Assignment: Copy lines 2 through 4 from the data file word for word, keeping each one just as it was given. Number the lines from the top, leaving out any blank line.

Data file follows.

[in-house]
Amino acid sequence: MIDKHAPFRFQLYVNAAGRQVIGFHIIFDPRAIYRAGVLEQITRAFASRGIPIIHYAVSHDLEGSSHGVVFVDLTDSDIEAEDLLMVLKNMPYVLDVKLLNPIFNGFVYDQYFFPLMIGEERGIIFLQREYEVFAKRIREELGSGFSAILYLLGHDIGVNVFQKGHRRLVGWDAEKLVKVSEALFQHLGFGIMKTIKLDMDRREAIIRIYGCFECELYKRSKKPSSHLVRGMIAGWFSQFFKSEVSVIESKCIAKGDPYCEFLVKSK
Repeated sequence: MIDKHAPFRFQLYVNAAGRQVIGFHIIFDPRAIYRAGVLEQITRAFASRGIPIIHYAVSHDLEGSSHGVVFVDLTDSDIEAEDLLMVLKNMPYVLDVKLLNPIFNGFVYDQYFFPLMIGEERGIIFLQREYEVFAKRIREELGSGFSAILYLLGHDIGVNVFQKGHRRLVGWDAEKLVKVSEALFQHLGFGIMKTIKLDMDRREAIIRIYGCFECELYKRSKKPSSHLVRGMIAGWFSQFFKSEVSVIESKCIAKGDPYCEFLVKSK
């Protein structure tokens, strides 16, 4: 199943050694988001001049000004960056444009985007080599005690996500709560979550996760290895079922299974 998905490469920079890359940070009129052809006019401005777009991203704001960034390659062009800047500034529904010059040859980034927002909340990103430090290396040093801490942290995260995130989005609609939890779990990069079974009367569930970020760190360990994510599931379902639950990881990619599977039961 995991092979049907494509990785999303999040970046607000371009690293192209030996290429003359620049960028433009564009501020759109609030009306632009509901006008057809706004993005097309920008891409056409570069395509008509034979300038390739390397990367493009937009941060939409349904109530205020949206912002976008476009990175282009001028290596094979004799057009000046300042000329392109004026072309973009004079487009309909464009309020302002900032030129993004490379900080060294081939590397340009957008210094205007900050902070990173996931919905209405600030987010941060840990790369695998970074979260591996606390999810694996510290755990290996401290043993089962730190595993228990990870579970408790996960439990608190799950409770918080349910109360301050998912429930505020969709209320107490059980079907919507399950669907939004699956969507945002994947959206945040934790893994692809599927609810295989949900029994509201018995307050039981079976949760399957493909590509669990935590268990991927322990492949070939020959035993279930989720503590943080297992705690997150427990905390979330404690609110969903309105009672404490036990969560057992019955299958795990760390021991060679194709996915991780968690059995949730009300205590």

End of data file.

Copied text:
Amino acid sequence: MIDKHAPFRFQLYVNAAGRQVIGFHIIFDPRAIYRAGVLEQITRAFASRGIPIIHYAVSHDLEGSSHGVVFVDLTDSDIEAEDLLMVLKNMPYVLDVKLLNPIFNGFVYDQYFFPLMIGEERGIIFLQREYEVFAKRIREELGSGFSAILYLLGHDIGVNVFQKGHRRLVGWDAEKLVKVSEALFQHLGFGIMKTIKLDMDRREAIIRIYGCFECELYKRSKKPSSHLVRGMIAGWFSQFFKSEVSVIESKCIAKGDPYCEFLVKSK
Repeated sequence: MIDKHAPFRFQLYVNAAGRQVIGFHIIFDPRAIYRAGVLEQITRAFASRGIPIIHYAVSHDLEGSSHGVVFVDLTDSDIEAEDLLMVLKNMPYVLDVKLLNPIFNGFVYDQYFFPLMIGEERGIIFLQREYEVFAKRIREELGSGFSAILYLLGHDIGVNVFQKGHRRLVGWDAEKLVKVSEALFQHLGFGIMKTIKLDMDRREAIIRIYGCFECELYKRSKKPSSHLVRGMIAGWFSQFFKSEVSVIESKCIAKGDPYCEFLVKSK
């Protein structure tokens, strides 16, 4: 199943050694988001001049000004960056444009985007080599005690996500709560979550996760290895079922299974 998905490469920079890359940070009129052809006019401005777009991203704001960034390659062009800047500034529904010059040859980034927002909340990103430090290396040093801490942290995260995130989005609609939890779990990069079974009367569930970020760190360990994510599931379902639950990881990619599977039961 995991092979049907494509990785999303999040970046607000371009690293192209030996290429003359620049960028433009564009501020759109609030009306632009509901006008057809706004993005097309920008891409056409570069395509008509034979300038390739390397990367493009937009941060939409349904109530205020949206912002976008476009990175282009001028290596094979004799057009000046300042000329392109004026072309973009004079487009309909464009309020302002900032030129993004490379900080060294081939590397340009957008210094205007900050902070990173996931919905209405600030987010941060840990790369695998970074979260591996606390999810694996510290755990290996401290043993089962730190595993228990990870579970408790996960439990608190799950409770918080349910109360301050998912429930505020969709209320107490059980079907919507399950669907939004699956969507945002994947959206945040934790893994692809599927609810295989949900029994509201018995307050039981079976949760399957493909590509669990935590268990991927322990492949070939020959035993279930989720503590943080297992705690997150427990905390979330404690609110969903309105009672404490036990969560057992019955299958795990760390021991060679194709996915991780968690059995949730009300205590």